CHICAGO (CN) – A black woman who was arrested while reading utility meters in a 97 percent white neighborhood can sue the two police officers who put her in handcuffs, the 7th Circuit ruled, noting that the officers failed to prove that the arrest was anything more than “a blatant and embarrassing abuse of police power.”
A federal judge had ruled that the arresting officers were not entitled to dismiss the civil rights charges under qualified immunity, and the federal appeals panel upheld that decision on Friday.
On August 16, 2005, a concerned citizen in Braidwood, Ill. – which 2000 census figures indicate is over 97 percent white – called the police at 8 a.m. to report that a “person of color” was taking pictures of houses.
Christina Jones, a Commonwealth Edison worker, was reading electrical meters in the neighborhood and carrying binoculars to take readings from outside a locked gate or dog-guarded property. Officers Craig Clark and Donn Kaminski conceded to Jones’ account of the events that transpired but still argued that they were justified to be suspicious of and ultimately arrest Jones.
Jones’ shirt, pants, hat and reflective vest were all emblazoned with ComEd’s logo. When asked, she presented Clark with two ComEd identification cards that displayed her picture. Jones explained that her binoculars, used to take meter readings from a distance, may have been mistaken for a camera.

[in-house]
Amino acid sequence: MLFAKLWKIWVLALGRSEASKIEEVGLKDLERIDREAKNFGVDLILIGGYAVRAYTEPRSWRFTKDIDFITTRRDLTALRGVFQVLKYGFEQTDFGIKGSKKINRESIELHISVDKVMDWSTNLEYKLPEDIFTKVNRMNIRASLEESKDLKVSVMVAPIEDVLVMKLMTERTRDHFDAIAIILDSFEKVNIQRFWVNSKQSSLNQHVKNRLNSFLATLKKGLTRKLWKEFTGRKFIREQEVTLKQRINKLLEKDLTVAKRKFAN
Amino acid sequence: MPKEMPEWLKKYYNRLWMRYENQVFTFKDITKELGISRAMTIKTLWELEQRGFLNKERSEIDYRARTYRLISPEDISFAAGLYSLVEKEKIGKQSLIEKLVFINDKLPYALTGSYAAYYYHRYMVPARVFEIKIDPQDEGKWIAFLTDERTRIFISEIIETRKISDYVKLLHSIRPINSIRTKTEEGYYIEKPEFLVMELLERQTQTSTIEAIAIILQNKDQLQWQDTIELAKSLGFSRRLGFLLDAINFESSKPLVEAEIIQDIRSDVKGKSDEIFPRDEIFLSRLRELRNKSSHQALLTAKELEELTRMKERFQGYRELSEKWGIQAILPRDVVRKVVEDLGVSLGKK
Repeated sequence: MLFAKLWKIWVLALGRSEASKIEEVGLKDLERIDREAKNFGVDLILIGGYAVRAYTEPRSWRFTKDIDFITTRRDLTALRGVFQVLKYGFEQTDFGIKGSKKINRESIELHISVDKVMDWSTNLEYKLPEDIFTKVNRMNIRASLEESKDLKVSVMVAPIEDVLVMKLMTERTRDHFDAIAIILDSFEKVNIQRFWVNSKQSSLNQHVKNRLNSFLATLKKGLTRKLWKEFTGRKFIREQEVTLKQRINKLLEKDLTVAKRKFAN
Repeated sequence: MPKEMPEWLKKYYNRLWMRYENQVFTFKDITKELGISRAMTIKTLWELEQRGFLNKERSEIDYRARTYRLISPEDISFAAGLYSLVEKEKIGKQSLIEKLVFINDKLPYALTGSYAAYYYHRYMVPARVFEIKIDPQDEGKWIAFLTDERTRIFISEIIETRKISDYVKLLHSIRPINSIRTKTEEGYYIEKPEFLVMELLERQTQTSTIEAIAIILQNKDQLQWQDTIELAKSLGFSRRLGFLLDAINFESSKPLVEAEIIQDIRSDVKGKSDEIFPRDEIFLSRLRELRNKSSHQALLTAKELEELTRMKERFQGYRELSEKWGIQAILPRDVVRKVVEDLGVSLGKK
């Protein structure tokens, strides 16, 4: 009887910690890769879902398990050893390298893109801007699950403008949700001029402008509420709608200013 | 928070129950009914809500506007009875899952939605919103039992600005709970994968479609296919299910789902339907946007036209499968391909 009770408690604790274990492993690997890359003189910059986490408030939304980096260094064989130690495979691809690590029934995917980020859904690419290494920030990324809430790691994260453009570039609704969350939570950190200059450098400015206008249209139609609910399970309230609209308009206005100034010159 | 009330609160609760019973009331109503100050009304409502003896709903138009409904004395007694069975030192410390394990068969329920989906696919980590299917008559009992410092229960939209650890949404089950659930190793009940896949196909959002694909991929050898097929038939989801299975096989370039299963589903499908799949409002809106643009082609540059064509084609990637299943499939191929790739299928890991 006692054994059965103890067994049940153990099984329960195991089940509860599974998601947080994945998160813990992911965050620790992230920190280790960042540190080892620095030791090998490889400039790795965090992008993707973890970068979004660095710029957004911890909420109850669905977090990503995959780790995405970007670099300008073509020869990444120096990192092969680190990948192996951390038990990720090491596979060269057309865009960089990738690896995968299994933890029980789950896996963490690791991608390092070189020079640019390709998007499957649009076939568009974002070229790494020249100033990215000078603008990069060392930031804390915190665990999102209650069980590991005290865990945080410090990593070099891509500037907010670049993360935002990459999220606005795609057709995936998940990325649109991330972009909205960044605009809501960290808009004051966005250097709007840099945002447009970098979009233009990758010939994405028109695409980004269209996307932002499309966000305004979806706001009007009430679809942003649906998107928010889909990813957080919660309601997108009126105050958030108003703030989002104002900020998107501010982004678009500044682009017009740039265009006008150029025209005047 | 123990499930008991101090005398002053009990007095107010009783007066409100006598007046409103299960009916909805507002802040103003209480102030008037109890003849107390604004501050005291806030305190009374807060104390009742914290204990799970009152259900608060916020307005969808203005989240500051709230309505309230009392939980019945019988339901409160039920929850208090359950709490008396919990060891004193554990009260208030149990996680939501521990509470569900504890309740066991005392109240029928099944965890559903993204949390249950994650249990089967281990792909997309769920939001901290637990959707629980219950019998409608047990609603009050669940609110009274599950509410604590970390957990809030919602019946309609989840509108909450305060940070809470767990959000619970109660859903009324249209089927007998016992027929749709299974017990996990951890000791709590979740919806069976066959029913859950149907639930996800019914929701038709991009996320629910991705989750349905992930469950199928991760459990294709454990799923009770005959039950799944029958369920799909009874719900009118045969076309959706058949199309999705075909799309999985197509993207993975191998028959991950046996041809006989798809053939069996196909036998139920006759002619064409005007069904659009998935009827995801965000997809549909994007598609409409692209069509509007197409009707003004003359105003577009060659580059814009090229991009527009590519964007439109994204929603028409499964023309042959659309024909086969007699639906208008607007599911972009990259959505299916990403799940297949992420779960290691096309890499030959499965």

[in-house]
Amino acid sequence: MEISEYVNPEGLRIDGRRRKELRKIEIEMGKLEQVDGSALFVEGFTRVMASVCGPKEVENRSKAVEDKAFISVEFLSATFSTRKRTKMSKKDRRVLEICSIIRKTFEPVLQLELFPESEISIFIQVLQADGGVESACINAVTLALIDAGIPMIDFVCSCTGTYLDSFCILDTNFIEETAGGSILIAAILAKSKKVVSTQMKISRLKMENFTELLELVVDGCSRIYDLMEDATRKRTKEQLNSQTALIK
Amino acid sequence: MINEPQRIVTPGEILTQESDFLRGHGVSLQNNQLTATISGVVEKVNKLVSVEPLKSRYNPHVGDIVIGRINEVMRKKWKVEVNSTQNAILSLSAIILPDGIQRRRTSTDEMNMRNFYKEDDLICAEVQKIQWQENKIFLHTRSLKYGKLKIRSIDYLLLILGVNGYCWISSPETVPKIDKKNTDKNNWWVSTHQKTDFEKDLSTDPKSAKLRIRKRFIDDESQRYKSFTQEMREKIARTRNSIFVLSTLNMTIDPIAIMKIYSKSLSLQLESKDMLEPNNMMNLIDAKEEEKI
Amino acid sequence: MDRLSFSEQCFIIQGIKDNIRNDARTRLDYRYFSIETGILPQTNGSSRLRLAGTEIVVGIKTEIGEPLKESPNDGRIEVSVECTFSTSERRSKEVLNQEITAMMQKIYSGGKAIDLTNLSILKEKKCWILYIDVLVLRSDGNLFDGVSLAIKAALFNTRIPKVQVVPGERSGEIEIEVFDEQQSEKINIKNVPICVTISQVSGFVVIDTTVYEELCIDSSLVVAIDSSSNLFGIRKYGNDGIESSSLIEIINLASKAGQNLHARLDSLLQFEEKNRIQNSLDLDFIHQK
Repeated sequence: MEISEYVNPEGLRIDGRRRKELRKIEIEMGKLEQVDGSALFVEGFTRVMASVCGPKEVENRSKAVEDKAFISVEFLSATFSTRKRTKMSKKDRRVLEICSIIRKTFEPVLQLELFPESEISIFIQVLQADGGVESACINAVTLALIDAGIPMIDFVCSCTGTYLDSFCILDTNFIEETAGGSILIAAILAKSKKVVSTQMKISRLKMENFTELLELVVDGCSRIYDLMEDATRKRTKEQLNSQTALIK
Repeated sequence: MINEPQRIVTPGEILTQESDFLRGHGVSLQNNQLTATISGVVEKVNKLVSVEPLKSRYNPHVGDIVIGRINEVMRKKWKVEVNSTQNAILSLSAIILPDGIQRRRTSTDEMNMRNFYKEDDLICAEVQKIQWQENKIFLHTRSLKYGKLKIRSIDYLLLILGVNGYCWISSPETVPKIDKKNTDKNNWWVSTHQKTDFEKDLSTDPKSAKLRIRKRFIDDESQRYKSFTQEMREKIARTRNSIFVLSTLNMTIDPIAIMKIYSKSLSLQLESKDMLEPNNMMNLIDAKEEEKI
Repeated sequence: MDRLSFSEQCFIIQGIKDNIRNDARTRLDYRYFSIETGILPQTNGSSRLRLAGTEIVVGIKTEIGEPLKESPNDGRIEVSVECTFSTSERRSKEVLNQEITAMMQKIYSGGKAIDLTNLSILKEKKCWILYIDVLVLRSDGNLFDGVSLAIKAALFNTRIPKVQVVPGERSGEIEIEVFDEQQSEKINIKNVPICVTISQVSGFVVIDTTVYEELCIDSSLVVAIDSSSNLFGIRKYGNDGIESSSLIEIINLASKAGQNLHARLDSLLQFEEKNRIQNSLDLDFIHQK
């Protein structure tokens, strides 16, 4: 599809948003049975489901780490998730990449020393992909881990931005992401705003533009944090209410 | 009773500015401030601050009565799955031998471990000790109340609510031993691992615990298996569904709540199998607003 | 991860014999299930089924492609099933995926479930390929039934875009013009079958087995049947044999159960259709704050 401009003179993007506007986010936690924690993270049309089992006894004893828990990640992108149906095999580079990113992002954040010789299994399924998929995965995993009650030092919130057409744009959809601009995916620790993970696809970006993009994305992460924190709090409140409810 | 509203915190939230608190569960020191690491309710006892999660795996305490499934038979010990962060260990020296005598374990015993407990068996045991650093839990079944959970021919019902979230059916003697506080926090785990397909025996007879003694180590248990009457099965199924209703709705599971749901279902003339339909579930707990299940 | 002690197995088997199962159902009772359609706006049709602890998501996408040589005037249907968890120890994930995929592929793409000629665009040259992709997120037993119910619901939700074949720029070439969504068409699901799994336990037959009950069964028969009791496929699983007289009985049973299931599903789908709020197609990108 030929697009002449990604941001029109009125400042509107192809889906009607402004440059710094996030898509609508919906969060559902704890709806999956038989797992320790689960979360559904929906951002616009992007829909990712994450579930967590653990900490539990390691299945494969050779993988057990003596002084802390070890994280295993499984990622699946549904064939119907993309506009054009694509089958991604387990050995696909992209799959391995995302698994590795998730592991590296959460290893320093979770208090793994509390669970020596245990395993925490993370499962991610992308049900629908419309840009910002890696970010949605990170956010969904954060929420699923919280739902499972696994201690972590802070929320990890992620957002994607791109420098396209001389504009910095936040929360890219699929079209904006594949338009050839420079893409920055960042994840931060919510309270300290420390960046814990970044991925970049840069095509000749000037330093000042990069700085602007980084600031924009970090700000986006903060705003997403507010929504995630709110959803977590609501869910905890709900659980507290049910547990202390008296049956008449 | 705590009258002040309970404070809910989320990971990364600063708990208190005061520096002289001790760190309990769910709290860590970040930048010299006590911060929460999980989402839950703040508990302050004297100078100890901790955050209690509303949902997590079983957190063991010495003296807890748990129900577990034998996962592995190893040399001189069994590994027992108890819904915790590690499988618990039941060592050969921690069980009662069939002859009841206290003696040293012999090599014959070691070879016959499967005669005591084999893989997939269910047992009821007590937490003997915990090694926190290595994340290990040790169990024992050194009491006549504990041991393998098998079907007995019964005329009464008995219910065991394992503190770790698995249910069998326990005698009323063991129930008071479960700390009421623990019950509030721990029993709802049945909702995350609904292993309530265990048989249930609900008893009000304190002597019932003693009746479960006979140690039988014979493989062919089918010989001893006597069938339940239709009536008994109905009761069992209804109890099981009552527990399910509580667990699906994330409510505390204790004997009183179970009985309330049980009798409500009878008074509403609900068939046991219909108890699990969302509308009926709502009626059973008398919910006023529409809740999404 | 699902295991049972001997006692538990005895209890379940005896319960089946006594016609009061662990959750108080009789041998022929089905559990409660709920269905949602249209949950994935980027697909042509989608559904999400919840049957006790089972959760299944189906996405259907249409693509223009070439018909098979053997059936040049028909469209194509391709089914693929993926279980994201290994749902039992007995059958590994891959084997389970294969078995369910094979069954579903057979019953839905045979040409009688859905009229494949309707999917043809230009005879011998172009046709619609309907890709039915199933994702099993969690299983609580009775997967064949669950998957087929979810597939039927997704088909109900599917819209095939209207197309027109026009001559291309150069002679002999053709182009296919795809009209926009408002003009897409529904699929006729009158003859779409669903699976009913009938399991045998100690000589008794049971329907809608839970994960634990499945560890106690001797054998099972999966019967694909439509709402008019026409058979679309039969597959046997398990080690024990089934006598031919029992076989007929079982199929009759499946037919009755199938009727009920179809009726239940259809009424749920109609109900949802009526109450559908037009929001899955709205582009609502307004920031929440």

Clark had radioed in that Jones was reading meters, but, “surprisingly, that did not end the investigation,” Judge Diane Wood wrote for the 7th Circuit’s three-judge panel.
When Jones turned to leave and return to work, Clark stopped her, asking for her birthday.
Jones accused Clark of harassing her, took a few steps away and phoned her supervisor. Clark radioed the other officer, Kaminski, reporting that Jones was refusing to cooperate.
Kaminski, apparently irate, then arrived on the scene. He screamed at Jones, knocked the phone from her hands and placed her under arrest.
Friday’s ruling notes that as Jones was being patted down, she said, “This is harassment. … This is happening because I am black in Braidwood.”
At the station, Kaminski reportedly mocked Jones, mimicking her voice and adding, “You wanted to make it racial out there. … Now it’s racial.”
Jones was charged with obstructing a peace officer, but Wood said the facts of the case point another way.
“The only disorderly conduct evident in this case came from Officers Clark and Kaminski,” Wood wrote.
Jones fought the charge for over two years until it was terminated with a verdict in her favor.
Wood found that the officers could not prove that they had any basis to suspect Jones of criminal wrongdoing – their lawyer told the court at oral arguments “that the officers ‘thought she was casing the place'” – let alone arrest her.
While crooks may sometimes pose as utility workers, the ruling states that Jones had been professional in her attire and conduct. “None of this would lead any reasonable person to believe that criminal activity was afoot,” Wood wrote. “It is not a crime to take pictures on the street, and it is not an offense for a ComEd worker to read electrical meters using binoculars.”
Wood added that the officers’ defense “reveals nothing but a blatant and embarrassing abuse of police power.”